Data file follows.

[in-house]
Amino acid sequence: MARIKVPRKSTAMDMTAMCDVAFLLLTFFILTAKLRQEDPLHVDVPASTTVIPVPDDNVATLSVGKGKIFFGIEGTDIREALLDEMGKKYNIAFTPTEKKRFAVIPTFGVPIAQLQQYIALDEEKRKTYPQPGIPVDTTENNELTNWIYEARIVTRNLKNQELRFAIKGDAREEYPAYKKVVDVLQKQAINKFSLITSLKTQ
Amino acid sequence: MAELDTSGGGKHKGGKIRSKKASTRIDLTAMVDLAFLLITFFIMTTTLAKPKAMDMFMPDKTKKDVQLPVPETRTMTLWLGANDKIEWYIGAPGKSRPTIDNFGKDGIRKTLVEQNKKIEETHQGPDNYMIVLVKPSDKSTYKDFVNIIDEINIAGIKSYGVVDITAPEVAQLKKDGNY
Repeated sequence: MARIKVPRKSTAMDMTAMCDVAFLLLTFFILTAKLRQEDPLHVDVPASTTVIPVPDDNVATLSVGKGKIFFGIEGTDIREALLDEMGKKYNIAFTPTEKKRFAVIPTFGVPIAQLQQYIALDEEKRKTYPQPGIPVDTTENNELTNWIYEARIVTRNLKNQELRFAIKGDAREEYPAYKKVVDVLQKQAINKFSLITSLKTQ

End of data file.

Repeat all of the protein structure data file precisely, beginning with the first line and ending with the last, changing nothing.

[in-house]
Amino acid sequence: MARIKVPRKSTAMDMTAMCDVAFLLLTFFILTAKLRQEDPLHVDVPASTTVIPVPDDNVATLSVGKGKIFFGIEGTDIREALLDEMGKKYNIAFTPTEKKRFAVIPTFGVPIAQLQQYIALDEEKRKTYPQPGIPVDTTENNELTNWIYEARIVTRNLKNQELRFAIKGDAREEYPAYKKVVDVLQKQAINKFSLITSLKTQ
Amino acid sequence: MAELDTSGGGKHKGGKIRSKKASTRIDLTAMVDLAFLLITFFIMTTTLAKPKAMDMFMPDKTKKDVQLPVPETRTMTLWLGANDKIEWYIGAPGKSRPTIDNFGKDGIRKTLVEQNKKIEETHQGPDNYMIVLVKPSDKSTYKDFVNIIDEINIAGIKSYGVVDITAPEVAQLKKDGNY
Repeated sequence: MARIKVPRKSTAMDMTAMCDVAFLLLTFFILTAKLRQEDPLHVDVPASTTVIPVPDDNVATLSVGKGKIFFGIEGTDIREALLDEMGKKYNIAFTPTEKKRFAVIPTFGVPIAQLQQYIALDEEKRKTYPQPGIPVDTTENNELTNWIYEARIVTRNLKNQELRFAIKGDAREEYPAYKKVVDVLQKQAINKFSLITSLKTQ